Early Warning Indicator Model of Financial Developments Using an Ordered Logit – Conclusions

Early Warning Indicator Model of Financial Developments Using an Ordered Logit - ConclusionsFor central banks it is important to use early warning indicators to assess the possible implications of large asset price movements and the building up of financial imbalances in the economy. In this respect, several studies have shown that the analysis of credit developments may be very useful in this respect. This paper contributes to this literature by splitting up the development of a financial indicator into bust, normal and boom phases to describe the whole boom-bust-cycle. For these cycles it is investigated whether credit indicators can play an important role in detecting the stylized development of asset prices by looking at the evidence stemming from a sample of 17 OECD industrialised countries and the euro area over the period 1969 Q1 – 2011 Q2.
By using an asset price composite indicator (which incorporates developments in both the stock price and house price markets) and following the methodology illustrated in Gerdesmeier, Reimers and Roffia (2010, 2011), an empirical analysis is carried out based on a pooled ordered logit-type approach, which considers several economic variables. According to statistical tests, credit aggregates (growth gap), and house price changes (and growth gap) jointly with developments in stock prices and the interest rate spread turn out to be the best indicators which help to forecast composite indicator development. These results demand, for example, central banks to observe the development of credit aggregates as well as stock and house markets to get signals of mispricings at these markets. Moreover, the term spread shows a channel to affect the probability of boom and bust phases. Hence, it indicates that an monetary authority can lend against the wind to avoid devastating effects on the real economy caused by boom-busts-cycles.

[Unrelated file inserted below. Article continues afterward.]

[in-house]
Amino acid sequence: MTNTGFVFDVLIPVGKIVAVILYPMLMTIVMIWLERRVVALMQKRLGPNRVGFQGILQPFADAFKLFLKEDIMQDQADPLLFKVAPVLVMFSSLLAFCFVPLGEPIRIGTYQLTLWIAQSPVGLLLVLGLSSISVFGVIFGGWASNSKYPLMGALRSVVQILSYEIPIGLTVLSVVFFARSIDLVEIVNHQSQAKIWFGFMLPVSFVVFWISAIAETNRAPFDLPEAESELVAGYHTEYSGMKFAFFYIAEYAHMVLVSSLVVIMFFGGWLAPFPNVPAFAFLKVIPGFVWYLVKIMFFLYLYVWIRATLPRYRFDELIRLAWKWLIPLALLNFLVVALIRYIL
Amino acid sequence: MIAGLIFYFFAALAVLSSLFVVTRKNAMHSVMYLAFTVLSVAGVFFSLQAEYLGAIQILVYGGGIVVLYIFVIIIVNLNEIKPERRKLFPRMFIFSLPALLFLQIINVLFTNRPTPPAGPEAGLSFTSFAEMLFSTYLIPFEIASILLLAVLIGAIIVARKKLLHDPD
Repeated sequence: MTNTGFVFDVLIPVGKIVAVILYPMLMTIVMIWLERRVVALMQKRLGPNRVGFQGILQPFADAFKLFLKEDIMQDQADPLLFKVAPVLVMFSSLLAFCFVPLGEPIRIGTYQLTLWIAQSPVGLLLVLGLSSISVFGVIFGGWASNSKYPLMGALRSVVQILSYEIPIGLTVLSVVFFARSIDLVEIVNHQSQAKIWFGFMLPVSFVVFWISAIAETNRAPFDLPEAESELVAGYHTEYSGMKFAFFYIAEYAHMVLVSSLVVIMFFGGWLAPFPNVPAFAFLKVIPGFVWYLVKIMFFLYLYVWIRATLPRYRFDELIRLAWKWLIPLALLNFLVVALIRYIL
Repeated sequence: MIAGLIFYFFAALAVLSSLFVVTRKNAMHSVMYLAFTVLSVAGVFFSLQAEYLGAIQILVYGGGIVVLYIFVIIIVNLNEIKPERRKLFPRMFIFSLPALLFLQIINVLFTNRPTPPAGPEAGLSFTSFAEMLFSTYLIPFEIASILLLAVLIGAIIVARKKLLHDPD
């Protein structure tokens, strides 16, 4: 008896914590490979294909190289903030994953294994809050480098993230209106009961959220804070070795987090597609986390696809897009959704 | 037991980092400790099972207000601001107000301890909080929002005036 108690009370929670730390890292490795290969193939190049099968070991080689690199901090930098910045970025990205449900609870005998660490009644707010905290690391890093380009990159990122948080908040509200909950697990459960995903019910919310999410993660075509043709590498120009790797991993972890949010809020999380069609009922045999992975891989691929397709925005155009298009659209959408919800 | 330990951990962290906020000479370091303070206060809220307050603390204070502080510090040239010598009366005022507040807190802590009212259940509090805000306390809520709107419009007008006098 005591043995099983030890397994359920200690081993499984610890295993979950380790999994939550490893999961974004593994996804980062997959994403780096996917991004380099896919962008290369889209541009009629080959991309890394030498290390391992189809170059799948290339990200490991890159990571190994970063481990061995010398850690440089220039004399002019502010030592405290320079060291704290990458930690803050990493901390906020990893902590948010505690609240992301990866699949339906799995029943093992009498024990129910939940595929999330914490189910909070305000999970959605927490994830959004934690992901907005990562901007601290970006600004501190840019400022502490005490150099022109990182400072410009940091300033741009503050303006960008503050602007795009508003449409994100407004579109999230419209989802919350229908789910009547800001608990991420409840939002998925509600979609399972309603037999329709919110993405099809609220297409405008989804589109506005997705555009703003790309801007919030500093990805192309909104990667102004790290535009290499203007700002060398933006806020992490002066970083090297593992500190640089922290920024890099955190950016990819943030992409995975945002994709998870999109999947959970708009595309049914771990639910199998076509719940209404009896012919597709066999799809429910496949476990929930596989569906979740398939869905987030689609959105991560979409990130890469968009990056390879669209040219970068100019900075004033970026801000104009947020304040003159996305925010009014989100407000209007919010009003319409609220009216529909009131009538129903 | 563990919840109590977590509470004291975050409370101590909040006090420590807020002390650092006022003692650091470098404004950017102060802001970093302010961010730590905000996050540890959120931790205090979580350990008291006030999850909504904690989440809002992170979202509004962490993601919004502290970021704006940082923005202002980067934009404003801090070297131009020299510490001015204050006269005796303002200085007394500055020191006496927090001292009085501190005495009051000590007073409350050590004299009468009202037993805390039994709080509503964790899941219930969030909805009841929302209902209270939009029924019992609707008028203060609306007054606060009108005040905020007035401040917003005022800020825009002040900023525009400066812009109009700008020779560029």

The model is cross-checked vis-a-vis the estimation methods, forecasting horizon and probability thresholds and it turns out to be quite robust. These results reflect the good performance to estimate the normal situation. To capture the extreme cases, which are turning points of the development, is much more difficult. These phases are relatively short and show a low persistence. To be more successful for the boom and bust phases an extension of the data base could be promising. In this sense for further research higher frequency or mixed frequency approaches might be fruitful venues.